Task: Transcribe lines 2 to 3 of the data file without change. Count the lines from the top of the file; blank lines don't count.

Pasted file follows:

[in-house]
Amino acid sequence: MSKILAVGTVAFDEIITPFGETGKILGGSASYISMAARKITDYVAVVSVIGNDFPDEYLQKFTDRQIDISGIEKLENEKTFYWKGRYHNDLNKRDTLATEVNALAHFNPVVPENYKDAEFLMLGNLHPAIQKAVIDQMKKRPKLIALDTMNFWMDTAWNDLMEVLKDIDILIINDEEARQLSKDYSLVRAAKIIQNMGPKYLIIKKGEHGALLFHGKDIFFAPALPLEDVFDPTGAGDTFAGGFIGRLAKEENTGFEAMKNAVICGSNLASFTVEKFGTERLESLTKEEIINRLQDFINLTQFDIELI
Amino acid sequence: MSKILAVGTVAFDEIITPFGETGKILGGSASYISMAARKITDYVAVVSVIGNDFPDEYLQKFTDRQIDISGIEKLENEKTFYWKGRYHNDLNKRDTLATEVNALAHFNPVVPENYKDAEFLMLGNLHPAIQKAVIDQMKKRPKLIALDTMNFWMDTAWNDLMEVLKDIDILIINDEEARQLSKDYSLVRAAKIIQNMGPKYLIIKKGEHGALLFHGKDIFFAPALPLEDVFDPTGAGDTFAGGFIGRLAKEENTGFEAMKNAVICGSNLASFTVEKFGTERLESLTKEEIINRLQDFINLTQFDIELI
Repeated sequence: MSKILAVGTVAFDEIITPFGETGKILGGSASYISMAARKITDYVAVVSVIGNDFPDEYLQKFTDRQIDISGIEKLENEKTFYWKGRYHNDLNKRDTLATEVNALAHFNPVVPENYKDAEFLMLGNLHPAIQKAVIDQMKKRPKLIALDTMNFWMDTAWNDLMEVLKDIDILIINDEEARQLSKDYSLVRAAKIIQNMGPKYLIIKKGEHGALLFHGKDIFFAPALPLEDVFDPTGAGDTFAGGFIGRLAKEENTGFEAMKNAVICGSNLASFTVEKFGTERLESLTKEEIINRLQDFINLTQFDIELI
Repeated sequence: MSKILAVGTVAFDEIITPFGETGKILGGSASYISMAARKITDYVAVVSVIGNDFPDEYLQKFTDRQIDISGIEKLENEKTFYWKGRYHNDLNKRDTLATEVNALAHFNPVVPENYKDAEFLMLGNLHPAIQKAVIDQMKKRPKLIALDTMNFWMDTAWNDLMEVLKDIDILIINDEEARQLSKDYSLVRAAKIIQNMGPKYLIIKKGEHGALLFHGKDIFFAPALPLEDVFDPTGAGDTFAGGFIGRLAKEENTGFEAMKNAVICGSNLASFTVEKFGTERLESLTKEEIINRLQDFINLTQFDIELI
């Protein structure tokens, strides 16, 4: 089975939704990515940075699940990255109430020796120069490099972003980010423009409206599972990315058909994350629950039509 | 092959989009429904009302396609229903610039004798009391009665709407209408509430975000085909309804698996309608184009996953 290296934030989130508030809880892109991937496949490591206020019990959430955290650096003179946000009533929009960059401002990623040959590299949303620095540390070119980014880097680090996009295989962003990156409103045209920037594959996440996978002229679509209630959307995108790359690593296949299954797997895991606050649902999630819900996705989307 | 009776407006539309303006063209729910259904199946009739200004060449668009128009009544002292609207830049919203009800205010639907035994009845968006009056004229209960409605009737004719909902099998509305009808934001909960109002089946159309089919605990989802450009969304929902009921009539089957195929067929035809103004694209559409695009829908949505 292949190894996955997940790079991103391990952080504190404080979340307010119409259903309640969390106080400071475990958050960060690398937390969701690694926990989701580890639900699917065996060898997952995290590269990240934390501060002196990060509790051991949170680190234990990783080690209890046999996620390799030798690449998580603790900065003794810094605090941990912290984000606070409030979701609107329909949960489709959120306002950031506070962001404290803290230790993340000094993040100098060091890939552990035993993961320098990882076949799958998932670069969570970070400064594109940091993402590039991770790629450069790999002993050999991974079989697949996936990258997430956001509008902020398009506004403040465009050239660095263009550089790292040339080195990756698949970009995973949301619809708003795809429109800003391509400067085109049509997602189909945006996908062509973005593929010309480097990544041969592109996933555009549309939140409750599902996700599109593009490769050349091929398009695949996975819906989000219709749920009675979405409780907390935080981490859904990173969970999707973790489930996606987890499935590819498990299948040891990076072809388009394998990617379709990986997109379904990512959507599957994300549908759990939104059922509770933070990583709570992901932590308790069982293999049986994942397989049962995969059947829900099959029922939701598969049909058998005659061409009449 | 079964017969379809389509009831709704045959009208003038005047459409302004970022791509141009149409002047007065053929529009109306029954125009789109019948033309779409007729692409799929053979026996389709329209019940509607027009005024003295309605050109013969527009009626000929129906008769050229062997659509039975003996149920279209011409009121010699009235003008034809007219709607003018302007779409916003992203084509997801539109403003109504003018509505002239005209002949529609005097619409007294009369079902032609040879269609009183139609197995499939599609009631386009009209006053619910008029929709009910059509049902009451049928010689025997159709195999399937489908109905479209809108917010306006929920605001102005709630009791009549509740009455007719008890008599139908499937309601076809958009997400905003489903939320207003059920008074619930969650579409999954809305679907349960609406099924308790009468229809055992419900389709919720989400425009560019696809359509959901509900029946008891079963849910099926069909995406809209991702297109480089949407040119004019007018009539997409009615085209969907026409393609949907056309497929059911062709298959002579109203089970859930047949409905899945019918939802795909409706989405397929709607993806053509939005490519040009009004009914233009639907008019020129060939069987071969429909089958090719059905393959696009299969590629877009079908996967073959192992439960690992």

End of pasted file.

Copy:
Amino acid sequence: MSKILAVGTVAFDEIITPFGETGKILGGSASYISMAARKITDYVAVVSVIGNDFPDEYLQKFTDRQIDISGIEKLENEKTFYWKGRYHNDLNKRDTLATEVNALAHFNPVVPENYKDAEFLMLGNLHPAIQKAVIDQMKKRPKLIALDTMNFWMDTAWNDLMEVLKDIDILIINDEEARQLSKDYSLVRAAKIIQNMGPKYLIIKKGEHGALLFHGKDIFFAPALPLEDVFDPTGAGDTFAGGFIGRLAKEENTGFEAMKNAVICGSNLASFTVEKFGTERLESLTKEEIINRLQDFINLTQFDIELI
Amino acid sequence: MSKILAVGTVAFDEIITPFGETGKILGGSASYISMAARKITDYVAVVSVIGNDFPDEYLQKFTDRQIDISGIEKLENEKTFYWKGRYHNDLNKRDTLATEVNALAHFNPVVPENYKDAEFLMLGNLHPAIQKAVIDQMKKRPKLIALDTMNFWMDTAWNDLMEVLKDIDILIINDEEARQLSKDYSLVRAAKIIQNMGPKYLIIKKGEHGALLFHGKDIFFAPALPLEDVFDPTGAGDTFAGGFIGRLAKEENTGFEAMKNAVICGSNLASFTVEKFGTERLESLTKEEIINRLQDFINLTQFDIELI